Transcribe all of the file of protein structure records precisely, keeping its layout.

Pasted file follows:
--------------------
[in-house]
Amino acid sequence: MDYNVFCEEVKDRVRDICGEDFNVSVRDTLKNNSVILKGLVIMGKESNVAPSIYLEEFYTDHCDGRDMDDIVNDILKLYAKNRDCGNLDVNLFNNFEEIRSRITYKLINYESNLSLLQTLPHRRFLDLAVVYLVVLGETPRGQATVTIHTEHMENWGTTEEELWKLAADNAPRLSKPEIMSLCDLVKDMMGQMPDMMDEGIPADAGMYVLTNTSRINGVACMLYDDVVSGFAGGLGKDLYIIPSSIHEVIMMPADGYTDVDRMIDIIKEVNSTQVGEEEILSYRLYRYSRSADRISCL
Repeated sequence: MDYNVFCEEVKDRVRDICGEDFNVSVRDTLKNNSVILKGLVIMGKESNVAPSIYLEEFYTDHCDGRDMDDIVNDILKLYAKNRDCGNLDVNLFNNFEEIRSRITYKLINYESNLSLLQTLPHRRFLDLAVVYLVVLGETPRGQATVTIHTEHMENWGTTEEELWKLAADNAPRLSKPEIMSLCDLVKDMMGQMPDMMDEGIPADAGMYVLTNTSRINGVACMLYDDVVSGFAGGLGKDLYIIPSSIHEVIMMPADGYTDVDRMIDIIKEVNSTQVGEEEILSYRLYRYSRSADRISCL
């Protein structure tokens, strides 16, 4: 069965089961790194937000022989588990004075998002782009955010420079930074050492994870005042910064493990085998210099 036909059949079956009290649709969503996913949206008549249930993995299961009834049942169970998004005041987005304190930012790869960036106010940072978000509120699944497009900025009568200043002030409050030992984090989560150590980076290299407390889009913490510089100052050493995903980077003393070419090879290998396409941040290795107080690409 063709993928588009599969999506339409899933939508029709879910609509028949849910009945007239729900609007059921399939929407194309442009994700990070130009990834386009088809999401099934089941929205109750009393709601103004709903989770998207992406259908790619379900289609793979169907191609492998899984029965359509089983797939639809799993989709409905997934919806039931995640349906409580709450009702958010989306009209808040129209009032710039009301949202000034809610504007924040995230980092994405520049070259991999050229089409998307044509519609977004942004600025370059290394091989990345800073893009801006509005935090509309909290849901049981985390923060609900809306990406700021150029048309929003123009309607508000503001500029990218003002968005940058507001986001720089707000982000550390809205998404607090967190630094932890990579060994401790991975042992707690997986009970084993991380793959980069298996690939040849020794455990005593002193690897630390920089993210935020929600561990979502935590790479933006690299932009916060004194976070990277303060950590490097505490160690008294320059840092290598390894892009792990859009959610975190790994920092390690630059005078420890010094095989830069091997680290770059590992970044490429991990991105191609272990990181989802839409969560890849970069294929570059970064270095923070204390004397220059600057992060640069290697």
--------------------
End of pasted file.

[in-house]
Amino acid sequence: MDYNVFCEEVKDRVRDICGEDFNVSVRDTLKNNSVILKGLVIMGKESNVAPSIYLEEFYTDHCDGRDMDDIVNDILKLYAKNRDCGNLDVNLFNNFEEIRSRITYKLINYESNLSLLQTLPHRRFLDLAVVYLVVLGETPRGQATVTIHTEHMENWGTTEEELWKLAADNAPRLSKPEIMSLCDLVKDMMGQMPDMMDEGIPADAGMYVLTNTSRINGVACMLYDDVVSGFAGGLGKDLYIIPSSIHEVIMMPADGYTDVDRMIDIIKEVNSTQVGEEEILSYRLYRYSRSADRISCL
Repeated sequence: MDYNVFCEEVKDRVRDICGEDFNVSVRDTLKNNSVILKGLVIMGKESNVAPSIYLEEFYTDHCDGRDMDDIVNDILKLYAKNRDCGNLDVNLFNNFEEIRSRITYKLINYESNLSLLQTLPHRRFLDLAVVYLVVLGETPRGQATVTIHTEHMENWGTTEEELWKLAADNAPRLSKPEIMSLCDLVKDMMGQMPDMMDEGIPADAGMYVLTNTSRINGVACMLYDDVVSGFAGGLGKDLYIIPSSIHEVIMMPADGYTDVDRMIDIIKEVNSTQVGEEEILSYRLYRYSRSADRISCL
């Protein structure tokens, strides 16, 4: 069965089961790194937000022989588990004075998002782009955010420079930074050492994870005042910064493990085998210099 036909059949079956009290649709969503996913949206008549249930993995299961009834049942169970998004005041987005304190930012790869960036106010940072978000509120699944497009900025009568200043002030409050030992984090989560150590980076290299407390889009913490510089100052050493995903980077003393070419090879290998396409941040290795107080690409 063709993928588009599969999506339409899933939508029709879910609509028949849910009945007239729900609007059921399939929407194309442009994700990070130009990834386009088809999401099934089941929205109750009393709601103004709903989770998207992406259908790619379900289609793979169907191609492998899984029965359509089983797939639809799993989709409905997934919806039931995640349906409580709450009702958010989306009209808040129209009032710039009301949202000034809610504007924040995230980092994405520049070259991999050229089409998307044509519609977004942004600025370059290394091989990345800073893009801006509005935090509309909290849901049981985390923060609900809306990406700021150029048309929003123009309607508000503001500029990218003002968005940058507001986001720089707000982000550390809205998404607090967190630094932890990579060994401790991975042992707690997986009970084993991380793959980069298996690939040849020794455990005593002193690897630390920089993210935020929600561990979502935590790479933006690299932009916060004194976070990277303060950590490097505490160690008294320059840092290598390894892009792990859009959610975190790994920092390690630059005078420890010094095989830069091997680290770059590992970044490429991990991105191609272990990181989802839409969560890849970069294929570059970064270095923070204390004397220059600057992060640069290697």